Trans Fats Linked to Increased Risk for Alzheimer’s

Trans Fats Linked to Increased Risk for Alzheimer’s by Dr. Joseph Mercola for Mercola

As noted by neurologist Dr. David Perlmutter, author of “Grain Brain” and “Brain Maker,” your diet and other lifestyle factors have major implications for your Alzheimer’s risk.

Indeed, according to research1,2 published in the journal Lancet Neurology in 2011, up to half of all Alzheimer’s cases could be prevented by addressing modifiable lifestyle contributors such as physical inactivity, depressionsmokinghigh blood pressure, midlife obesity and diabetes.

Three dietary components shown to promote this neurological degeneration are sugar (especially processed fructose), grains and trans fats. Research3,4 from the Mayo Clinic, published in the Journal of Alzheimer’s Disease in 2012, found diets rich in carbohydrates are associated with an 89% increased risk for dementia while diets high in healthy fats are associated with a 44% reduced risk.

As noted by the authors,5 “A dietary pattern with relatively high caloric intake from carbohydrates and low caloric intake from fat and proteins may increase the risk of MCI [mild cognitive impairment] or dementia in elderly persons.” Similarly, a 2013 study6 in the journal BioMed Research International reported that:

“Increasing epidemiological studies suggest that diet and nutrition might be important modifiable risk factors for AD [Alzheimer’s disease].

Dietary supplementation of antioxidants, B vitamins, polyphenols, and polyunsaturated fatty acids are beneficial to AD, and consumptions of fish, fruits, vegetables, coffee, and light-to-moderate alcohol reduce the risk of AD … Adherence to a healthy diet, the Japanese diet, and the Mediterranean diet is associated with a lower risk of AD.”

Trans Fat Consumption Increases Your Dementia Risk

Most recently, research7 published in the October 2019 issue of Neurology found a strong link between trans fat consumption and incidence of dementia and its various subtypes, which includes Alzheimer’s disease (AD).

The study included 1,628 Japanese seniors aged 60 and older. None had dementia at the outset of the study, which went on for 10 years. Levels of elaidic acid — a biomarker for industrial trans fat — in the participants’ blood were measured using gas chromatography/mass spectrometry.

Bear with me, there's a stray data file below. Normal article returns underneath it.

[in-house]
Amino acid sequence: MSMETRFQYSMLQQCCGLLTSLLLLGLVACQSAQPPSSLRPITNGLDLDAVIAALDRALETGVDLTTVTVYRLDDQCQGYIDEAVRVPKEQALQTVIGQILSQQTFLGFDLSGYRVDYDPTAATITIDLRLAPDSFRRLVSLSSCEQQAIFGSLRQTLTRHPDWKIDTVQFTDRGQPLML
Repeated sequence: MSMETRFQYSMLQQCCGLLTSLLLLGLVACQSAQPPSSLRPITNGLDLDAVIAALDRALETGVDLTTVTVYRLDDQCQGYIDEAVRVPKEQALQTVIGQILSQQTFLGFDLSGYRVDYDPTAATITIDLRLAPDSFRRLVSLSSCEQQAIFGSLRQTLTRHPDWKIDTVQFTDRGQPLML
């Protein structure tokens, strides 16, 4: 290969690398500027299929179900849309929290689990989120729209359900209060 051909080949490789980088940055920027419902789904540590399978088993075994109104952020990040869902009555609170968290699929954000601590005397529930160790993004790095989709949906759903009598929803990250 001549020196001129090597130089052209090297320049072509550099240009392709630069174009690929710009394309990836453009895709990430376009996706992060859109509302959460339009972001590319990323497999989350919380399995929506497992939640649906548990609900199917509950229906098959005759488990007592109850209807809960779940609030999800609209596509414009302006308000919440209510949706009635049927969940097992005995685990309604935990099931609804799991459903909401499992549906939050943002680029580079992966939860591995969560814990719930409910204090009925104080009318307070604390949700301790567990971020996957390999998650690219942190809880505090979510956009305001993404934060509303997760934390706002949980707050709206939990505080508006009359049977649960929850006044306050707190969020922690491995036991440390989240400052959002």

Based on those levels, the hazard ratios for all-cause dementia, AD and vascular dementia were calculated using the Cox proportional hazards model. As reported by the authors:8

“Higher serum elaidic acid levels were significantly associated with greater risk of developing all-cause dementia and AD after adjustment for traditional risk factors. These associations remained significant after adjustment for dietary factors, including total energy intake and intakes of saturated and polyunsaturated fatty acids.”

This increase in risk was not slight. As reported by CNN,9 people in the highest quartile of elaidic acid levels were 74% more likely to develop dementia. Those in the second-highest quartile had a 52% higher risk. No association between trans fat and vascular dementia was found.

Of the various processed foods found to contribute to elevated elaidic acid levels, pastries were the biggest contributors, followed by margarine, candy, caramels, croissants, nondairy creamers, ice cream and rice cakes.10

Dr. Richard Isaacson, a neurologist and director of the Alzheimer’s Prevention Clinic at Weill Cornell Medicine in New York, who was not involved in the study, commented on the findings to CNN:11

“The study used blood marker levels of trans fats, rather than more traditionally used dietary questionnaires, which increases the scientific validity of the results. This study is important as it builds upon prior evidence that dietary intake of trans fats can increase risk of Alzheimer’s dementia.”

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